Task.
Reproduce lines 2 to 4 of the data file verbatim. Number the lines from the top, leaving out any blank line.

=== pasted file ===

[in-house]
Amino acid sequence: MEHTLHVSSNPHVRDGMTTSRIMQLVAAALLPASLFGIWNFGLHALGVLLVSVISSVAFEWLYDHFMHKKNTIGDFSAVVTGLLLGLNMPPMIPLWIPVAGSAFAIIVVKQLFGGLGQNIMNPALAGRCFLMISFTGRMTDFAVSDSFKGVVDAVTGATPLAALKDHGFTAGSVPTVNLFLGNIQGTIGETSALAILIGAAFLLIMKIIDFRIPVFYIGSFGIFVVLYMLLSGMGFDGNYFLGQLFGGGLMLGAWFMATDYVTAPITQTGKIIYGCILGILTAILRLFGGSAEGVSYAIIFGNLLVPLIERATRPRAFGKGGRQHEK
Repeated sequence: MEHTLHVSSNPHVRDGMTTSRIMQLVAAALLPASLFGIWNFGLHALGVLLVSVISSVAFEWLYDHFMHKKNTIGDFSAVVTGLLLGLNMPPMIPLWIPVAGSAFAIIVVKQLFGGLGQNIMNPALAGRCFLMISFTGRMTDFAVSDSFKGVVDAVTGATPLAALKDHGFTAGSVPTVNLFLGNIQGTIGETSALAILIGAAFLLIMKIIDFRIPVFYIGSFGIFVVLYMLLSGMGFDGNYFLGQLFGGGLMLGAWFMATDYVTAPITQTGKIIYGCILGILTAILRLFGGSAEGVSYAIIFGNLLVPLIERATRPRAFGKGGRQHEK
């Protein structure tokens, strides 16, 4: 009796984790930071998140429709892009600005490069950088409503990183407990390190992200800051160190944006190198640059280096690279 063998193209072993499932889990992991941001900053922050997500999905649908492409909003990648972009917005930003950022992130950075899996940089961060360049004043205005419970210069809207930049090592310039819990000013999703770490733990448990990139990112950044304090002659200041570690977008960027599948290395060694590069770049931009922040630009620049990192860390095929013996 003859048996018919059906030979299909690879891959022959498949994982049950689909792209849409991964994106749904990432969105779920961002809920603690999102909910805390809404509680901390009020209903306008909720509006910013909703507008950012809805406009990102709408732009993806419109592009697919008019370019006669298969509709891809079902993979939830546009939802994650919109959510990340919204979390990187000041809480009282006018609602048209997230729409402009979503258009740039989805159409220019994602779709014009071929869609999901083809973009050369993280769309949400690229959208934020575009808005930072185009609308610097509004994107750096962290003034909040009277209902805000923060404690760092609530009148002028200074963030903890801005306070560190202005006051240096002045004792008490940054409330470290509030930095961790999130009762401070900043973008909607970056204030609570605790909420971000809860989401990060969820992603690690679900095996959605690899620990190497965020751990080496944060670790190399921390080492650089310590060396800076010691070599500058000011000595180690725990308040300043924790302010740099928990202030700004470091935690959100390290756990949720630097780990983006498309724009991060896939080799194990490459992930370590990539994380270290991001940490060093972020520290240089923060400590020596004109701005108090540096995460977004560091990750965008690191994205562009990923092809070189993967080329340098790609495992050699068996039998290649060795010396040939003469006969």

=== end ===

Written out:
Amino acid sequence: MEHTLHVSSNPHVRDGMTTSRIMQLVAAALLPASLFGIWNFGLHALGVLLVSVISSVAFEWLYDHFMHKKNTIGDFSAVVTGLLLGLNMPPMIPLWIPVAGSAFAIIVVKQLFGGLGQNIMNPALAGRCFLMISFTGRMTDFAVSDSFKGVVDAVTGATPLAALKDHGFTAGSVPTVNLFLGNIQGTIGETSALAILIGAAFLLIMKIIDFRIPVFYIGSFGIFVVLYMLLSGMGFDGNYFLGQLFGGGLMLGAWFMATDYVTAPITQTGKIIYGCILGILTAILRLFGGSAEGVSYAIIFGNLLVPLIERATRPRAFGKGGRQHEK
Repeated sequence: MEHTLHVSSNPHVRDGMTTSRIMQLVAAALLPASLFGIWNFGLHALGVLLVSVISSVAFEWLYDHFMHKKNTIGDFSAVVTGLLLGLNMPPMIPLWIPVAGSAFAIIVVKQLFGGLGQNIMNPALAGRCFLMISFTGRMTDFAVSDSFKGVVDAVTGATPLAALKDHGFTAGSVPTVNLFLGNIQGTIGETSALAILIGAAFLLIMKIIDFRIPVFYIGSFGIFVVLYMLLSGMGFDGNYFLGQLFGGGLMLGAWFMATDYVTAPITQTGKIIYGCILGILTAILRLFGGSAEGVSYAIIFGNLLVPLIERATRPRAFGKGGRQHEK
């Protein structure tokens, strides 16, 4: 009796984790930071998140429709892009600005490069950088409503990183407990390190992200800051160190944006190198640059280096690279 063998193209072993499932889990992991941001900053922050997500999905649908492409909003990648972009917005930003950022992130950075899996940089961060360049004043205005419970210069809207930049090592310039819990000013999703770490733990448990990139990112950044304090002659200041570690977008960027599948290395060694590069770049931009922040630009620049990192860390095929013996 003859048996018919059906030979299909690879891959022959498949994982049950689909792209849409991964994106749904990432969105779920961002809920603690999102909910805390809404509680901390009020209903306008909720509006910013909703507008950012809805406009990102709408732009993806419109592009697919008019370019006669298969509709891809079902993979939830546009939802994650919109959510990340919204979390990187000041809480009282006018609602048209997230729409402009979503258009740039989805159409220019994602779709014009071929869609999901083809973009050369993280769309949400690229959208934020575009808005930072185009609308610097509004994107750096962290003034909040009277209902805000923060404690760092609530009148002028200074963030903890801005306070560190202005006051240096002045004792008490940054409330470290509030930095961790999130009762401070900043973008909607970056204030609570605790909420971000809860989401990060969820992603690690679900095996959605690899620990190497965020751990080496944060670790190399921390080492650089310590060396800076010691070599500058000011000595180690725990308040300043924790302010740099928990202030700004470091935690959100390290756990949720630097780990983006498309724009991060896939080799194990490459992930370590990539994380270290991001940490060093972020520290240089923060400590020596004109701005108090540096995460977004560091990750965008690191994205562009990923092809070189993967080329340098790609495992050699068996039998290649060795010396040939003469006969």